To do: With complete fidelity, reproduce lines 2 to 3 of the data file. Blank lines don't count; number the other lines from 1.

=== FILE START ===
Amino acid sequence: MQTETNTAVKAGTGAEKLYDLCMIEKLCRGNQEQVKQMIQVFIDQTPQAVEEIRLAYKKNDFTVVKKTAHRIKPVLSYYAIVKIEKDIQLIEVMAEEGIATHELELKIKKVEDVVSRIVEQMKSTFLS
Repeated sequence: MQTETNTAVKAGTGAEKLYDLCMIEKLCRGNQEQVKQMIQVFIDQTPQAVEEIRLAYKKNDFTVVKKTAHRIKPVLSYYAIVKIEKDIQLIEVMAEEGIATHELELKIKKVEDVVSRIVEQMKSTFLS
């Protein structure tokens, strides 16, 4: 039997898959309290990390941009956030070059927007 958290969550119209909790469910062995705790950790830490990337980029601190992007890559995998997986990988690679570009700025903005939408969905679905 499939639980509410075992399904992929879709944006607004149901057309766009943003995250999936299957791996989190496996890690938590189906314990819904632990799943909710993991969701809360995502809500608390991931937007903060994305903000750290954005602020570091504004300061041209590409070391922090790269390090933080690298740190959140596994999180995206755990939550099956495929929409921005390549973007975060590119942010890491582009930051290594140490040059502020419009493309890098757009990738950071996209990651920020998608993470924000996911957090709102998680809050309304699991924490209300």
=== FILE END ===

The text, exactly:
Repeated sequence: MQTETNTAVKAGTGAEKLYDLCMIEKLCRGNQEQVKQMIQVFIDQTPQAVEEIRLAYKKNDFTVVKKTAHRIKPVLSYYAIVKIEKDIQLIEVMAEEGIATHELELKIKKVEDVVSRIVEQMKSTFLS
């Protein structure tokens, strides 16, 4: 039997898959309290990390941009956030070059927007 958290969550119209909790469910062995705790950790830490990337980029601190992007890559995998997986990988690679570009700025903005939408969905679905 499939639980509410075992399904992929879709944006607004149901057309766009943003995250999936299957791996989190496996890690938590189906314990819904632990799943909710993991969701809360995502809500608390991931937007903060994305903000750290954005602020570091504004300061041209590409070391922090790269390090933080690298740190959140596994999180995206755990939550099956495929929409921005390549973007975060590119942010890491582009930051290594140490040059502020419009493309890098757009990738950071996209990651920020998608993470924000996911957090709102998680809050309304699991924490209300």